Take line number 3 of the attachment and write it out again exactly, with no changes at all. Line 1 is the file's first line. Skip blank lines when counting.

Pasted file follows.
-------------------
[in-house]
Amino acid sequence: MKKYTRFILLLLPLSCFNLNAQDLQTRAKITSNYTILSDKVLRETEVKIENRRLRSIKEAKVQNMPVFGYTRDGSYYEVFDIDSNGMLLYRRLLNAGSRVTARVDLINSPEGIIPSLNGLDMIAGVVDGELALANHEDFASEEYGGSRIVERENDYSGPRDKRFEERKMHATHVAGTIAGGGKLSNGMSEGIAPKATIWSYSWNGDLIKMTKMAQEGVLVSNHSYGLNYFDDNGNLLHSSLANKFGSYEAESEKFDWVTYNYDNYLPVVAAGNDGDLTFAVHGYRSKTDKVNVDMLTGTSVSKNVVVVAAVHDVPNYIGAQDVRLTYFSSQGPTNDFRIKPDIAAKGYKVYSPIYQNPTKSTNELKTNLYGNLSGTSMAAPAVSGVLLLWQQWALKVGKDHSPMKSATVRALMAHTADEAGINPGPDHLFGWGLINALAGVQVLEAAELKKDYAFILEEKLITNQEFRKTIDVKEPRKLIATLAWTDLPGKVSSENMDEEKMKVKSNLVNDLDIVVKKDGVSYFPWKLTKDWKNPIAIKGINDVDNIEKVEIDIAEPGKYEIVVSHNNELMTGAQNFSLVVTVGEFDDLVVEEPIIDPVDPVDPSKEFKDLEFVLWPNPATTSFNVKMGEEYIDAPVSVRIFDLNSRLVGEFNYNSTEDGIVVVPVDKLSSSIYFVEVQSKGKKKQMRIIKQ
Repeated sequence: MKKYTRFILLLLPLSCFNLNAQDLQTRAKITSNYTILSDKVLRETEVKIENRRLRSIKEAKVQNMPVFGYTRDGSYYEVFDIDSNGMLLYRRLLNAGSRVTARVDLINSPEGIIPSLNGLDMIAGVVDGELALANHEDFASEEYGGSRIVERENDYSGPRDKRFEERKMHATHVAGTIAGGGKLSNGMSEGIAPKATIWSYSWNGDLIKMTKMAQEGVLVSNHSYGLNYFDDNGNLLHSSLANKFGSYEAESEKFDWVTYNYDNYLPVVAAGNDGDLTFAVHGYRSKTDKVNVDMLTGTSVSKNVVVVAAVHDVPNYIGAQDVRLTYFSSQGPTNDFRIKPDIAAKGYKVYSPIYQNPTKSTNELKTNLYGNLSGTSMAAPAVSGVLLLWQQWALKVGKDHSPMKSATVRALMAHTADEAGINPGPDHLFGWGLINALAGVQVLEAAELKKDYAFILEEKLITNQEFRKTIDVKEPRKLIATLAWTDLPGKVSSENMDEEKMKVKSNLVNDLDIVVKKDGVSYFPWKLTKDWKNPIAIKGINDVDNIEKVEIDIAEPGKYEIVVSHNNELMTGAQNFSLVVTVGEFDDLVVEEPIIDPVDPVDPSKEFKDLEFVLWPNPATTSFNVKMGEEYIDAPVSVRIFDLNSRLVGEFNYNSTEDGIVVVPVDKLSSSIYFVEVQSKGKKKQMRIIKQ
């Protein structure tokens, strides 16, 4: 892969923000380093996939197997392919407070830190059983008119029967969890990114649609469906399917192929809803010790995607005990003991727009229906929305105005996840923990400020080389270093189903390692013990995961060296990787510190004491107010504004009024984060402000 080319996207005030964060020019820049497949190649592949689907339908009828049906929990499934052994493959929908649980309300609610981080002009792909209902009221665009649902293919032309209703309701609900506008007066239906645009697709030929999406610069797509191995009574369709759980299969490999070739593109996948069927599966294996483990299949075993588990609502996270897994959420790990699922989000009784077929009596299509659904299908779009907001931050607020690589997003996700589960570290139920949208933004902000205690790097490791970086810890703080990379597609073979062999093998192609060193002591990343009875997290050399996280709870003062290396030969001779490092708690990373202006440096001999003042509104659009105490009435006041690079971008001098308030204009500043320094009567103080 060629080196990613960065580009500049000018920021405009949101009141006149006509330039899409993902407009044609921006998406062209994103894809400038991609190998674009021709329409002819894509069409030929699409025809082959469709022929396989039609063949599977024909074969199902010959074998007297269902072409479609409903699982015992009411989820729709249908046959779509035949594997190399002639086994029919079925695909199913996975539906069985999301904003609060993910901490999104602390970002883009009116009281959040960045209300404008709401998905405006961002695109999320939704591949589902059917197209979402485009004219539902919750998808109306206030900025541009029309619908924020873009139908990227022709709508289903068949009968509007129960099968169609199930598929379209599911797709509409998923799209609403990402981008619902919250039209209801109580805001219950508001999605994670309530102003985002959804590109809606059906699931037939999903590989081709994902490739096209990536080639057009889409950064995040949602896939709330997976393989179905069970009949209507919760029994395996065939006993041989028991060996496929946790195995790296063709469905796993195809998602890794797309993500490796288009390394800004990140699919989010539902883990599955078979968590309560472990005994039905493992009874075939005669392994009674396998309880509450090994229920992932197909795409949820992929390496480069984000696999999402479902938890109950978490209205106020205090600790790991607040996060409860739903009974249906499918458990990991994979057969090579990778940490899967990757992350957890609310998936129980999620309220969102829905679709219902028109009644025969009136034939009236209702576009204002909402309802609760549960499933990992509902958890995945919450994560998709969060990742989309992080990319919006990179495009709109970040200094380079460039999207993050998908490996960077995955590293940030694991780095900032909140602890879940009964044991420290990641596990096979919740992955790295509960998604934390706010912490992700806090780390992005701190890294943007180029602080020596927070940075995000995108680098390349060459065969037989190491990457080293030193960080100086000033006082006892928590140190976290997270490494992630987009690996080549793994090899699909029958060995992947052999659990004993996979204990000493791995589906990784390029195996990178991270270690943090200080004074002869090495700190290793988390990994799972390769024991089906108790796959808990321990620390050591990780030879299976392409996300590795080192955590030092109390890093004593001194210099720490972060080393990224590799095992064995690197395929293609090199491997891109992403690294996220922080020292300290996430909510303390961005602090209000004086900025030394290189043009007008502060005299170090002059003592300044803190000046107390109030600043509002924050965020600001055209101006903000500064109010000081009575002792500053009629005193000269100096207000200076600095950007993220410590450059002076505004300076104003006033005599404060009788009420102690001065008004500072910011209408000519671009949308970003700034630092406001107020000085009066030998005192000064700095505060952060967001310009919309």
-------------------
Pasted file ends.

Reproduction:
Repeated sequence: MKKYTRFILLLLPLSCFNLNAQDLQTRAKITSNYTILSDKVLRETEVKIENRRLRSIKEAKVQNMPVFGYTRDGSYYEVFDIDSNGMLLYRRLLNAGSRVTARVDLINSPEGIIPSLNGLDMIAGVVDGELALANHEDFASEEYGGSRIVERENDYSGPRDKRFEERKMHATHVAGTIAGGGKLSNGMSEGIAPKATIWSYSWNGDLIKMTKMAQEGVLVSNHSYGLNYFDDNGNLLHSSLANKFGSYEAESEKFDWVTYNYDNYLPVVAAGNDGDLTFAVHGYRSKTDKVNVDMLTGTSVSKNVVVVAAVHDVPNYIGAQDVRLTYFSSQGPTNDFRIKPDIAAKGYKVYSPIYQNPTKSTNELKTNLYGNLSGTSMAAPAVSGVLLLWQQWALKVGKDHSPMKSATVRALMAHTADEAGINPGPDHLFGWGLINALAGVQVLEAAELKKDYAFILEEKLITNQEFRKTIDVKEPRKLIATLAWTDLPGKVSSENMDEEKMKVKSNLVNDLDIVVKKDGVSYFPWKLTKDWKNPIAIKGINDVDNIEKVEIDIAEPGKYEIVVSHNNELMTGAQNFSLVVTVGEFDDLVVEEPIIDPVDPVDPSKEFKDLEFVLWPNPATTSFNVKMGEEYIDAPVSVRIFDLNSRLVGEFNYNSTEDGIVVVPVDKLSSSIYFVEVQSKGKKKQMRIIKQ